Author interview: Following up with Cassandra Rose Clarke

Editor’s note: Shortly after this interview was published, Cassandra Rose Clarke’s novel, The Mad Scientist’s Daughter, was named a finalist for the Philip K. Dick Award for best original paperback science fiction novel published in the U.S.

Cassandra Rose Clarke and I have been friends since she was 18 or 19 years old, and just dreaming of writing the kind of fiction she produces today. She’s published by Angry Robot (and its YA imprint, Strange Chemistry), and repped by the incomparable Stacia Decker of Donald Maass Literary Agency. Her books receive fantastic attention from places like Kirkus, and her novel The Mad Scientist’s Daughter has appeared on multiple “Best of 2013” lists. I don’t know any other way to say this: she’s kind of a big deal. Earlier this week we sat down to catch up and talk about her transition from debut novelist (The Assassin’s Curse) to working writer.

B: You had your first novel published in 2012, but really came into your own in 2013. Exactly how many books did you have published last year?

CC: 2013 saw two novels (one adult, one YA) and two novellas (both part of the YA novel’s world). So yeah, 2013 was definitely pretty busy for me.

B: Basically, 2013 was the year that you transitioned from first-time novelist to what I’d term a working writer–someone who’s writing and publishing books with some regularity. What was this transition like for you?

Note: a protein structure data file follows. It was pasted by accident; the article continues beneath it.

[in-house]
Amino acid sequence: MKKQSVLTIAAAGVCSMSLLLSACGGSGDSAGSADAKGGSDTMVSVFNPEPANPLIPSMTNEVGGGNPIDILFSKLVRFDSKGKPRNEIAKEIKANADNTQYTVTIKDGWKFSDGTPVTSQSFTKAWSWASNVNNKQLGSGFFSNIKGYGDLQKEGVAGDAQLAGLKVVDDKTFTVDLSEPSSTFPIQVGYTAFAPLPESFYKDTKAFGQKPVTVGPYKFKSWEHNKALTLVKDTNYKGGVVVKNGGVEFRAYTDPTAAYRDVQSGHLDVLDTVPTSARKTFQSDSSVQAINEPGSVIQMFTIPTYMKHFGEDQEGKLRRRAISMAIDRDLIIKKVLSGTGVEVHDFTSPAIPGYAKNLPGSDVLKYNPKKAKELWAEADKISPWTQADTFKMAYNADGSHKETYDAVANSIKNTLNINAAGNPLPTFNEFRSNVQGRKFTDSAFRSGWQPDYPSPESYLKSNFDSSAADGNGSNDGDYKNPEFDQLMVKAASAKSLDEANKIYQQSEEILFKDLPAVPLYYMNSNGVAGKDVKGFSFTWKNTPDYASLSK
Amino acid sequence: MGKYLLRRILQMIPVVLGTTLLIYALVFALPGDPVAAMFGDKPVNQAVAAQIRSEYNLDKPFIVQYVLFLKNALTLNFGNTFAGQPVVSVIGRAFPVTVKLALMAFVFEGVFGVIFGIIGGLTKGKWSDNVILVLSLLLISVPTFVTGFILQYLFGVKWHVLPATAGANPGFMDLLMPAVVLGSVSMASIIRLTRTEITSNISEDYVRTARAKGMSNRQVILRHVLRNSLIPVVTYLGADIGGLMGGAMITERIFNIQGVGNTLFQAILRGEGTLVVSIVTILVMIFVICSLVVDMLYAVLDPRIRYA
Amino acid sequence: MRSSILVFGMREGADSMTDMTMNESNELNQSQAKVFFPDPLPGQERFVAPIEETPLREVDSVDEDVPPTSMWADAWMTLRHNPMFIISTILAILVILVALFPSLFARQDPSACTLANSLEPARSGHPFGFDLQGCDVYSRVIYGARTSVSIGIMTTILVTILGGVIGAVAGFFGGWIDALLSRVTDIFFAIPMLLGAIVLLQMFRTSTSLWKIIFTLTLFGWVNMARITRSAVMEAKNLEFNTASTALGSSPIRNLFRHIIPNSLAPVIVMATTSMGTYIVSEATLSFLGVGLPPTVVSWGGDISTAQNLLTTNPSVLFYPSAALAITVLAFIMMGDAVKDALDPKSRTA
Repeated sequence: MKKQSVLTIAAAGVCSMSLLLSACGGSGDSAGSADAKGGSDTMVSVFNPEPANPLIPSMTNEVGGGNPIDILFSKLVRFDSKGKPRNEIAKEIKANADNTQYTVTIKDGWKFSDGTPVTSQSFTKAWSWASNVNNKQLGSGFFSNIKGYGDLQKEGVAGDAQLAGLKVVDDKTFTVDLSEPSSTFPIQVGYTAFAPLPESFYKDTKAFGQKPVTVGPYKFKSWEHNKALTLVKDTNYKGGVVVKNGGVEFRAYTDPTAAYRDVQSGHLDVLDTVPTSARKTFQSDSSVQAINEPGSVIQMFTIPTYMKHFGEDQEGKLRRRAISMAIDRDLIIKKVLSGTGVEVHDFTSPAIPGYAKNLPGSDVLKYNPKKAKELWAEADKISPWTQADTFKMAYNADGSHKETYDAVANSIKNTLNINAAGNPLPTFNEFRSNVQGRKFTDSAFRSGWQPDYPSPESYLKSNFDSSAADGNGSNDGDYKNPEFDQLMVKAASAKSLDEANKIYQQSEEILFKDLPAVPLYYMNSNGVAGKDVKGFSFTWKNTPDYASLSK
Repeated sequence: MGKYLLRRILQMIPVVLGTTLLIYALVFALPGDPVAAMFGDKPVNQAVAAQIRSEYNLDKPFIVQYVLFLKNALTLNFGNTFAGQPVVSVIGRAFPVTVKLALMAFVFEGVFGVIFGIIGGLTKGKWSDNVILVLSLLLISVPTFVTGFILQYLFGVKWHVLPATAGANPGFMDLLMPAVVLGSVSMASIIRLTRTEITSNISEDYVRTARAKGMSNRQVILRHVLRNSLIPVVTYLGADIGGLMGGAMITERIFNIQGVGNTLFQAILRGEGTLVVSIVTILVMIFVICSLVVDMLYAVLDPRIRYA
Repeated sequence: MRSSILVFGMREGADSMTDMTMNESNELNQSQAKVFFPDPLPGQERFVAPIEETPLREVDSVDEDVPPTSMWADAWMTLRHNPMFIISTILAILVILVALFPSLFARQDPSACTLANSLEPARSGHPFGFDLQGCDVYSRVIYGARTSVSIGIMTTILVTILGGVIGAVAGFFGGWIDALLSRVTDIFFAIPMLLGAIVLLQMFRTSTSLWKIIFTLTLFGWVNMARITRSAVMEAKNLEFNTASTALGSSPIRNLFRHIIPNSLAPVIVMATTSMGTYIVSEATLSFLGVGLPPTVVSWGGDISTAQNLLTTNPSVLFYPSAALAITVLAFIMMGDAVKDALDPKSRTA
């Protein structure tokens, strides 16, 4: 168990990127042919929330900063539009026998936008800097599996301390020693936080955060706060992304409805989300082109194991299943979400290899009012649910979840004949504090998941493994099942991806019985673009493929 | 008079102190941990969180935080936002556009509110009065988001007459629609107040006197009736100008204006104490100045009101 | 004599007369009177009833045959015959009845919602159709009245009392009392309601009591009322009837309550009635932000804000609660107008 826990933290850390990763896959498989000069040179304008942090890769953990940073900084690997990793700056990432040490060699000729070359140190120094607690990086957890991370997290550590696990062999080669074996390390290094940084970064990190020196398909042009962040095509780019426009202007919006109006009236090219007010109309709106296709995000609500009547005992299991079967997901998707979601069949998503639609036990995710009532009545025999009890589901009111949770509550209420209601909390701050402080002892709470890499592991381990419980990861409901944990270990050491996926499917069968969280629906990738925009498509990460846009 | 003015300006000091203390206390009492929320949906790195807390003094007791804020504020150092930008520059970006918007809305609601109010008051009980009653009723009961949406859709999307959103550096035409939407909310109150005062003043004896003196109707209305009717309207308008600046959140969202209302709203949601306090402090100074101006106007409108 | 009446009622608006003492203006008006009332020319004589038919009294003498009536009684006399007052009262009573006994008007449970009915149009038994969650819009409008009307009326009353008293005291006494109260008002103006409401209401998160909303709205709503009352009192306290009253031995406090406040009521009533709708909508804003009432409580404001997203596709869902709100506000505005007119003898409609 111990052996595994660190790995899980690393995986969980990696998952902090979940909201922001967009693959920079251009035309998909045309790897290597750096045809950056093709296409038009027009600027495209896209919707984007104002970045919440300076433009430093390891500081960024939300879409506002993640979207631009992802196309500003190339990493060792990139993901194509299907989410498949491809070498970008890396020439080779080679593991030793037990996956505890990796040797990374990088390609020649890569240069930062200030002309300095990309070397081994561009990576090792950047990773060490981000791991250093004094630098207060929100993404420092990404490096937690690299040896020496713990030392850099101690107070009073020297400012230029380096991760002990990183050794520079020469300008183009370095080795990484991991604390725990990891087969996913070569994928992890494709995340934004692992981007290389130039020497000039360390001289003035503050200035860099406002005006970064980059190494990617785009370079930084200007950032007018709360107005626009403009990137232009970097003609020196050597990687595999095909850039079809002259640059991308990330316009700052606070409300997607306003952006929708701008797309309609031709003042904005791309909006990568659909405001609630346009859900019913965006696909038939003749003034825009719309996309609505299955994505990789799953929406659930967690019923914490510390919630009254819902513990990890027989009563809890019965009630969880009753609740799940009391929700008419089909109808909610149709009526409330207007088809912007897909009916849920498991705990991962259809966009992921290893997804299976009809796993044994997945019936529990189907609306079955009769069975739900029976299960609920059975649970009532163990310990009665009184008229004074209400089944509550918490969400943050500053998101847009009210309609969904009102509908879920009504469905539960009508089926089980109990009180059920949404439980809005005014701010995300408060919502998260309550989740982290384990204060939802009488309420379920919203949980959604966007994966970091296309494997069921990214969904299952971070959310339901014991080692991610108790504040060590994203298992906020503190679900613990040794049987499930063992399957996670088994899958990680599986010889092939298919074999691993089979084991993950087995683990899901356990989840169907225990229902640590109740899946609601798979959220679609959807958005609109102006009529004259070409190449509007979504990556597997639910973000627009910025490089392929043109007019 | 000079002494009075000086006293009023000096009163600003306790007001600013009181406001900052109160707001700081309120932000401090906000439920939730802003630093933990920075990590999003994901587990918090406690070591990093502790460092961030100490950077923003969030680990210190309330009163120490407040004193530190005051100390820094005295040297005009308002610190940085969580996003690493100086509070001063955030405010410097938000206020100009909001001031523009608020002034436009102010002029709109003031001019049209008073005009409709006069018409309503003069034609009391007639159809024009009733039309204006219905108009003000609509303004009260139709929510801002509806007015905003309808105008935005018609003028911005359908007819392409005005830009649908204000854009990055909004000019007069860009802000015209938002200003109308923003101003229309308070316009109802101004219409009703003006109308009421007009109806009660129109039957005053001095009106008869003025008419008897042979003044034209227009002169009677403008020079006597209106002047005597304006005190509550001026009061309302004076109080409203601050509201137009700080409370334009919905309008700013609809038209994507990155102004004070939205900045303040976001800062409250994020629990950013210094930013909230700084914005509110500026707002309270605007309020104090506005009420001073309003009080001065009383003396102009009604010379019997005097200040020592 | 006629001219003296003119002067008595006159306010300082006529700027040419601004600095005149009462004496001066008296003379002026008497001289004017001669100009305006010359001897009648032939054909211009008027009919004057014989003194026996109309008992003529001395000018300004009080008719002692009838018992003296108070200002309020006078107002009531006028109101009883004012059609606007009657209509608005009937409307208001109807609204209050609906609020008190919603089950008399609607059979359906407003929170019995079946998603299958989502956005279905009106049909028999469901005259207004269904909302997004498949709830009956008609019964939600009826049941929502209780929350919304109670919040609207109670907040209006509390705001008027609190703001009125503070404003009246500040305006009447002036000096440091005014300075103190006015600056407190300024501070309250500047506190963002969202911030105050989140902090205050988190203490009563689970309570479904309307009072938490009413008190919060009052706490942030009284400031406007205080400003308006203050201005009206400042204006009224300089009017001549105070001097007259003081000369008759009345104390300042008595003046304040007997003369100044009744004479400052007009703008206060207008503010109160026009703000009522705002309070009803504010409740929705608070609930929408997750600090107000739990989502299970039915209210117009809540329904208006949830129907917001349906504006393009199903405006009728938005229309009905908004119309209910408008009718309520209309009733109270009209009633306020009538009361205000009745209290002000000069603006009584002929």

CC: Honestly, I’m not sure if there was much of a transition at all. In 2010, when I came back to Texas after Clarion West, I decided that I would start treating my writing like a job–doing it everyday, that sort of thing. So even before I was published, I was already in the “working writer” mindset. The biggest difference is probably that my workload has grown quite a bit. Not only am I writing more–at this point I’m usually writing and revising different books at the same time–but I’m also doing more marketing and administrative stuff. So it’s not so much a transition as an intensification.

B: Explain that intensification a little bit, if you don’t mind. Take me through what a normal writing day is like for you.

CC: Okay, because I teach college, my work schedule changes every semester. This is roughly what a writing day would be like for me last semester: MW: Wake up, eat breakfast, go work out. Come home, write 500 words on my secondary project. Work on correspondence stuff. Write 1000 words on my primary project OR revise, depending. Eat lunch, go teach for the rest of the day. T/TH: Wake up, eat breakfast, write 500 words first thing. Correspondence and marketing, if necessary. Work on any necessary class prep for an hour or two–lesson planning, grading paper, etc. Write for an hour. Break for lunch. Write in the afternoon — finish my 1,000 words if I hadn’t already, then move on to revision work. Then I would leave for my tutoring job for the rest of the day (in the late afternoon/evening). Fridays were the same, but without tutoring. I haven’t started classes this semester, but my schedule will be something similar–writing, revising, and marketing woven around class prep and teaching. I rarely work in the evenings, and on the weekends, I’ll usually write or revise lightly.